OREGON: Vandal Poisons Thousands of Young Hatchery Salmon

Oregon hatchery fish kill

REEDSPORT, Oregon, April 25, 2024 (ENS) – Nearly 18,000 young salmon have died after a vandal poured bleach into a Douglas County fish hatchery tank Monday, according to law enforcement authorities.

The estimated 18,000 fish lost contribute to the lower Umpqua River fall Chinook salmon fishery and would have joined approximately 60,000 other fall Chinook pre-smolts that will be fin clipped and released from the hatchery in June.

What may have started as vandalism evolved into poaching with the illegal killing of fish in one of four tanks at the Gardiner, Reedsport, and Winchester Bay (GRWB) Salmon Trout Enhancement Program (STEP) hatchery in Reedsport.

Douglas County sheriff’s deputies arrested Joshua Heckathorn, 20, of Gardiner, and jailed him on charges of burglary II, criminal trespass and criminal mischief.

It was Tuesday when a sheriff’s patrol deputy saw Heckathorn walking south along Highway 101, then encountered him again that evening behind a locked gate in the hatchery facility. “Heckathorn admitted to trespassing on the property, entering a storage location, and handling the chemical bottle on Monday,” the Douglas County Sheriff’s Office said..

In a cooperative law enforcement effort, DCSO and Oregon State Police Fish and Wildlife Division, OSPF&W, will collaborate to address both the vandalism and the poaching, according to OSPF&W Sergeant Levi Harris.

Poaching charges will include Unlawful Taking Chinook Salmon for 17,890 fish, which raises the charge to a Class C felony. In addition, Heckathorn faces charges of Making a Toxic Substance Available to Wildlife, which is a Class A Misdemeanor; and Criminal Mischief 1st Degree (Damaging or destroying property of another in an amount exceeding $1,000).

Additional penalties could include a lifetime angling license suspension and damage suits for unlawful killing of wildlife.

The maximum civil penalty in Oregon for illegal take of a single Chinook salmon is $750. Courts have the authority to multiply that amount by the number of fish taken, with a judgement in this case potentially raising the amount to over $13 million, according to Sergeant Harris. Although it is unlikely to elevate to that level, the case represents a significant loss to the Salmon Trout Enhancement Program, STEP, program.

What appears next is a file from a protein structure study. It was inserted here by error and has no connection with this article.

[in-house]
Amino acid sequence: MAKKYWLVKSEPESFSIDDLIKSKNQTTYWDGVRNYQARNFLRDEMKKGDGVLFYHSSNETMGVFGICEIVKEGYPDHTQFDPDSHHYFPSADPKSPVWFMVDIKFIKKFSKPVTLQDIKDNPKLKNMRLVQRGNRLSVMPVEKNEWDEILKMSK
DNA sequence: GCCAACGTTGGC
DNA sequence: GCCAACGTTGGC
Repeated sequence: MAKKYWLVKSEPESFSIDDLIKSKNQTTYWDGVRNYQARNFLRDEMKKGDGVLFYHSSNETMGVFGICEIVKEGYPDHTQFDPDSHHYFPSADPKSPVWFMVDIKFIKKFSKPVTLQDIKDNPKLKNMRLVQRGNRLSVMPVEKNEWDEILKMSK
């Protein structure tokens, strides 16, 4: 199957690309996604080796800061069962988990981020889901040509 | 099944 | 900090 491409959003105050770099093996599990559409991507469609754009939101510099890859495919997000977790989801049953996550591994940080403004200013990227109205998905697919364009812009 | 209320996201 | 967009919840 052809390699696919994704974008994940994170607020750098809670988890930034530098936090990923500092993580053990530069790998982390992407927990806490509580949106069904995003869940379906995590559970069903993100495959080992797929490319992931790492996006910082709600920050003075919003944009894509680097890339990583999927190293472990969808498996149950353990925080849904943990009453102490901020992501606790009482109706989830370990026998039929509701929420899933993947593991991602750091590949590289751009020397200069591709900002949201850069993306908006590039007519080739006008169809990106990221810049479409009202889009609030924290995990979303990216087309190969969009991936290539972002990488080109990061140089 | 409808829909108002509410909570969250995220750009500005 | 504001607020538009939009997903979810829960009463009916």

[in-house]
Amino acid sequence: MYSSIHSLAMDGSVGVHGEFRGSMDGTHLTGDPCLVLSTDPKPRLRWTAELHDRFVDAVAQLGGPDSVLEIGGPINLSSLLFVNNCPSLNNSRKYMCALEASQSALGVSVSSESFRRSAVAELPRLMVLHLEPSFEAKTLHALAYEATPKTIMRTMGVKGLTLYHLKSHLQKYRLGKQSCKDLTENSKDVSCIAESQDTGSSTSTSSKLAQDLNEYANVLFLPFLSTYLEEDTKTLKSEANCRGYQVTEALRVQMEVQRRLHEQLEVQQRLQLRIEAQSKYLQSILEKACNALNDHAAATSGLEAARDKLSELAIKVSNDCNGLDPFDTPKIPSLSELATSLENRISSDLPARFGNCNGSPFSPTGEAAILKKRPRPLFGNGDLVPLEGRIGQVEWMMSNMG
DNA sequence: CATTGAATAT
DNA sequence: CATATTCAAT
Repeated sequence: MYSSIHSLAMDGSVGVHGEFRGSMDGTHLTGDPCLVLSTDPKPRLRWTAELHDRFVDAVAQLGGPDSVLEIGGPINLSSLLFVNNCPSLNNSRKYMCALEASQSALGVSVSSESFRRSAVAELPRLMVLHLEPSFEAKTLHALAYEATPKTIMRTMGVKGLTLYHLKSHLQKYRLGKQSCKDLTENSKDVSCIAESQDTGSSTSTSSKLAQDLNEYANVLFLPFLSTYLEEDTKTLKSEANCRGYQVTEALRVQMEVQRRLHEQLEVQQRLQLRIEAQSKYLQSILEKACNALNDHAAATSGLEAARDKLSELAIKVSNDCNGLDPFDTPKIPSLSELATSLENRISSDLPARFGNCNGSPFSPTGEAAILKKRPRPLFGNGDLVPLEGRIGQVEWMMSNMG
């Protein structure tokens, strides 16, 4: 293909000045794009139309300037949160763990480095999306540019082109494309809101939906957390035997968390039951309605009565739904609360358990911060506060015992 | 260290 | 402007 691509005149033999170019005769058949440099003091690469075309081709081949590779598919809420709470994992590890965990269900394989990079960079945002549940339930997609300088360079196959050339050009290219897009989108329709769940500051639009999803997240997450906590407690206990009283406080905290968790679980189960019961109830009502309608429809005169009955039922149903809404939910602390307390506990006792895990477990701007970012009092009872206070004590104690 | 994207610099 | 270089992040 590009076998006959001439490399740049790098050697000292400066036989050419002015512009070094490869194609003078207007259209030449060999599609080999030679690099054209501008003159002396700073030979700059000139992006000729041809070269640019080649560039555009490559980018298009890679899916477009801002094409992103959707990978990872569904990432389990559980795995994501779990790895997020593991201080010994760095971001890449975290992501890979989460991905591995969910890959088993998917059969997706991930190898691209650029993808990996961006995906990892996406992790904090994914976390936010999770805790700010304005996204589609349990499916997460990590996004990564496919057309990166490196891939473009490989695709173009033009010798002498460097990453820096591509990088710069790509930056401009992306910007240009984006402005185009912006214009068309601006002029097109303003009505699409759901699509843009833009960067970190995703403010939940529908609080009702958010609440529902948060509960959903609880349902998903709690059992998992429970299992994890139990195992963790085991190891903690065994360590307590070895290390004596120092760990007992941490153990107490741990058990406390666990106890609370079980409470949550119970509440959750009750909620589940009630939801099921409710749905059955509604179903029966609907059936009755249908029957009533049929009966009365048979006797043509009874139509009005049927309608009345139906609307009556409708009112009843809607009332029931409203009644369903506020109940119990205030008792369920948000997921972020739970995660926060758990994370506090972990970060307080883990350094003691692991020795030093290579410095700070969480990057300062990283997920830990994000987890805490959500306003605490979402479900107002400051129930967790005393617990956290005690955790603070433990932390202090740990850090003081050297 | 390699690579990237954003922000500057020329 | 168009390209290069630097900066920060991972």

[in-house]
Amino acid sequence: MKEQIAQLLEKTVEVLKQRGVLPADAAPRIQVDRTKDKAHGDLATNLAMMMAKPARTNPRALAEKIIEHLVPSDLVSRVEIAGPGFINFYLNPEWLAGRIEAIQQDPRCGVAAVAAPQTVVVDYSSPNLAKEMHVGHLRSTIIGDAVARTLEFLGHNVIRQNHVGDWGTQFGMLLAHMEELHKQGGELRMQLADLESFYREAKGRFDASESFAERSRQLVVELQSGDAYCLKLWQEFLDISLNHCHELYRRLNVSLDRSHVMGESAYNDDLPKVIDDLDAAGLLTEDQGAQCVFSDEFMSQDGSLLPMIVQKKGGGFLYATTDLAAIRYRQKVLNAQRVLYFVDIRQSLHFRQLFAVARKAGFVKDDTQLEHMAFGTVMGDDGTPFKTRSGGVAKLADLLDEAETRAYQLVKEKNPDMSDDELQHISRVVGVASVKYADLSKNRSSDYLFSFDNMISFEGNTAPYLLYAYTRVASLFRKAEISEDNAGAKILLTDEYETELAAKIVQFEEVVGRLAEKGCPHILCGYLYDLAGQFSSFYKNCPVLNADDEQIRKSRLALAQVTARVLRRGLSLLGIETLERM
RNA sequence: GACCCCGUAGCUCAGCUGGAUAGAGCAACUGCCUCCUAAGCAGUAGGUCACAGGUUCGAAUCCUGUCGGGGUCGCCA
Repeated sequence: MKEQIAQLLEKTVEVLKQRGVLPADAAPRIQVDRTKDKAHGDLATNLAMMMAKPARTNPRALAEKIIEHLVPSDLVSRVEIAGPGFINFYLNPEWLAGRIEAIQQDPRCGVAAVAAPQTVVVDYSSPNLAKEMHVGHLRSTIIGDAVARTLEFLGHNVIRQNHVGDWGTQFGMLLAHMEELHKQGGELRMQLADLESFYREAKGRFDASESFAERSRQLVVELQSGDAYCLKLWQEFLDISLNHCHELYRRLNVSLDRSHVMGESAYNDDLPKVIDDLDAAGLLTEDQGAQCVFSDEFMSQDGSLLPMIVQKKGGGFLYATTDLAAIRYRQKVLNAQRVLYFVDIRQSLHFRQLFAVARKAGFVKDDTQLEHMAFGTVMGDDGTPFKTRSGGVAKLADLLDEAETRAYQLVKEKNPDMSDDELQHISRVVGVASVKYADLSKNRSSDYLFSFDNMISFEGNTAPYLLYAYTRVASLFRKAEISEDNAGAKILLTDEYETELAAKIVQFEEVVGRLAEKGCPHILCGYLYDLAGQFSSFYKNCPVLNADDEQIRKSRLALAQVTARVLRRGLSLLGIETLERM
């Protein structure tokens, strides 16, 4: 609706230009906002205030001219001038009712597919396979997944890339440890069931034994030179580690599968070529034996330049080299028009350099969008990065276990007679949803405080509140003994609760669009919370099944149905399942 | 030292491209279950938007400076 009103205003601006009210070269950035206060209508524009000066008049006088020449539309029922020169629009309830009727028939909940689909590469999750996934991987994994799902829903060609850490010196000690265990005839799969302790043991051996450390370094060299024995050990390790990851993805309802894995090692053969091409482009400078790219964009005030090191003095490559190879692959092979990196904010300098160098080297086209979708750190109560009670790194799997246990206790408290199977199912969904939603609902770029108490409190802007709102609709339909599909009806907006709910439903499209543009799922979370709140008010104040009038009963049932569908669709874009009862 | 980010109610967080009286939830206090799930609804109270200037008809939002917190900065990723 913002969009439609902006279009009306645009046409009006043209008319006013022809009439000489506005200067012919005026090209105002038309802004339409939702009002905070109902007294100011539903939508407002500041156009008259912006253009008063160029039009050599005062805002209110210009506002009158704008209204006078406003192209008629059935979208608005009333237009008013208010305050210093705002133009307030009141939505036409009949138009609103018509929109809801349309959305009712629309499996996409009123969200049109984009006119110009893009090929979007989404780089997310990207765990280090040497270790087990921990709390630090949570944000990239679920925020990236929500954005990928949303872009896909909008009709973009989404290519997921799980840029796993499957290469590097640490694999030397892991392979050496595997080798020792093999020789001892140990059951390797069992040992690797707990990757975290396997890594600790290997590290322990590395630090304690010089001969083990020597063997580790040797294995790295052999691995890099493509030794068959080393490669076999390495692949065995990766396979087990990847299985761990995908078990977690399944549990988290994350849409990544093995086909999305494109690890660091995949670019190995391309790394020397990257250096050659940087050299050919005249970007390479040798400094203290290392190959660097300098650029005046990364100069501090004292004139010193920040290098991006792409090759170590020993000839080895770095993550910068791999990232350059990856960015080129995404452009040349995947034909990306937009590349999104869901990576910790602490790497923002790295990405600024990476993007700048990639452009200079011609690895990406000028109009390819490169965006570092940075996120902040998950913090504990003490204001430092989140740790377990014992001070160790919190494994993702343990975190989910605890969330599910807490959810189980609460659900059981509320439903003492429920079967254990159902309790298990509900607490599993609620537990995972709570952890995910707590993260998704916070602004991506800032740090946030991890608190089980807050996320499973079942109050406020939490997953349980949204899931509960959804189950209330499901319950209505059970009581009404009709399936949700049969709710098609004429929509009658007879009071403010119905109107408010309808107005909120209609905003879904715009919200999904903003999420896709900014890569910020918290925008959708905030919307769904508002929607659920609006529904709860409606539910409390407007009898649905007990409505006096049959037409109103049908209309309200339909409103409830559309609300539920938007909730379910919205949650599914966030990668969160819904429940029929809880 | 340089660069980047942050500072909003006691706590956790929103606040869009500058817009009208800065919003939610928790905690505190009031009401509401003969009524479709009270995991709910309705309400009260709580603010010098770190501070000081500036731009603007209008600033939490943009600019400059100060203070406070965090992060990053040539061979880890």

Oregon legislators created the STEP Program in 1981, to give volunteers and others passionate about fish a way to contribute their time and effort. In the time since, thousands of volunteers have assisted Oregon’s fisheries with materials, equipment, and countless hours of time and labor. STEP volunteers complete stream habitat restoration work, conduct surveys, educate the public, and hatch and rear salmon and trout eggs.

“The killing of these fish is a real blow to the STEP Program Volunteers, ODFW, fishermen, and the community as a whole,” Sergeant Harris said, “In my 25 years as a game warden, this is one of the most senseless acts I have seen.”

The estimated 18,000 fish lost contribute to the lower Umpqua River fall Chinook fishery and would have joined approximately 60,000 other fall Chinook pre-smolts that will be fin clipped and released in June. At Elk River Hatchery, about 60,000 fall Chinook of the same cohort is scheduled for release as smolts in Winchester Bay in early October.

This incident doesn’t make sense to volunteers and others who raise the fish, according to Deborah Yates, President of the GRWB STEP program.

“You get attached to those fish,” Yates said, “When nature does something, it’s crushing. But it’s nature and it happens. But when someone comes in and does something like this, you can’t wrap your head around it. We have so many hours wrapped up in those fish, to have someone come in so cavalier, and kill them, it doesn’t make sense.”

“The volunteers have spent hundreds of hours raising those fish,” Yates said, “It’s an incredible time investment, and they mean a lot to people.”

The Protect Oregon’s Wildlife – Turn in Poachers campaign educates the public on how to recognize and report poaching. If you know of or suspect other crimes against fish wildlife or habitat, please report to the Turn In Poachers (TIP) Line. 1-800-452-7888 or OSP (677) from a mobile phone. Or email: TIP@osp.oregon.gov.

Contact campaign coordinator Yvonne Shaw for more information. Yvonne.L.Shaw@odfw.oregon.gov.

Featured image: Gardiner, Reedsport, and Winchester Bay Hatchery Manager Tim Hooper shovels the dead salmon pre-smolts from the bottom of the rearing pond. The fish will be frozen for future evidence in the criminal case. April 24, 2024 (Photo courtesy Oregon Dept. Fish & Wildlife)

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